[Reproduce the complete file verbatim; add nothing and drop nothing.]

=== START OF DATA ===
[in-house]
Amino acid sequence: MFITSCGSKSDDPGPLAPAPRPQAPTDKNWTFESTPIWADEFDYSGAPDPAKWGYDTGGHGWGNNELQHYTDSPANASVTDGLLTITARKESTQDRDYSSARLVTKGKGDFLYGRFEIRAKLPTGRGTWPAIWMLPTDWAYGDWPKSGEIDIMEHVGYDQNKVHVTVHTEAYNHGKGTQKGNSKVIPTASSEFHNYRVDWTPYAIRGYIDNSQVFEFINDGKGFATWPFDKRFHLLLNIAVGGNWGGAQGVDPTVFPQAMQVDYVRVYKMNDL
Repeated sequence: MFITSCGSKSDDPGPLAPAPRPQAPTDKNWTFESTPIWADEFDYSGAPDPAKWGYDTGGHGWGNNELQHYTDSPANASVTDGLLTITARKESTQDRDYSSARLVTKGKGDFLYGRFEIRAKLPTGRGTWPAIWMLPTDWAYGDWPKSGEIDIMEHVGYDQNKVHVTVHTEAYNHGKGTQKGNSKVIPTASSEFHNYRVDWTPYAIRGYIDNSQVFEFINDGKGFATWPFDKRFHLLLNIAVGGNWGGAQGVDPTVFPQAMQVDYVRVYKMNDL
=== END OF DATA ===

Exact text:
[in-house]
Amino acid sequence: MFITSCGSKSDDPGPLAPAPRPQAPTDKNWTFESTPIWADEFDYSGAPDPAKWGYDTGGHGWGNNELQHYTDSPANASVTDGLLTITARKESTQDRDYSSARLVTKGKGDFLYGRFEIRAKLPTGRGTWPAIWMLPTDWAYGDWPKSGEIDIMEHVGYDQNKVHVTVHTEAYNHGKGTQKGNSKVIPTASSEFHNYRVDWTPYAIRGYIDNSQVFEFINDGKGFATWPFDKRFHLLLNIAVGGNWGGAQGVDPTVFPQAMQVDYVRVYKMNDL
Repeated sequence: MFITSCGSKSDDPGPLAPAPRPQAPTDKNWTFESTPIWADEFDYSGAPDPAKWGYDTGGHGWGNNELQHYTDSPANASVTDGLLTITARKESTQDRDYSSARLVTKGKGDFLYGRFEIRAKLPTGRGTWPAIWMLPTDWAYGDWPKSGEIDIMEHVGYDQNKVHVTVHTEAYNHGKGTQKGNSKVIPTASSEFHNYRVDWTPYAIRGYIDNSQVFEFINDGKGFATWPFDKRFHLLLNIAVGGNWGGAQGVDPTVFPQAMQVDYVRVYKMNDL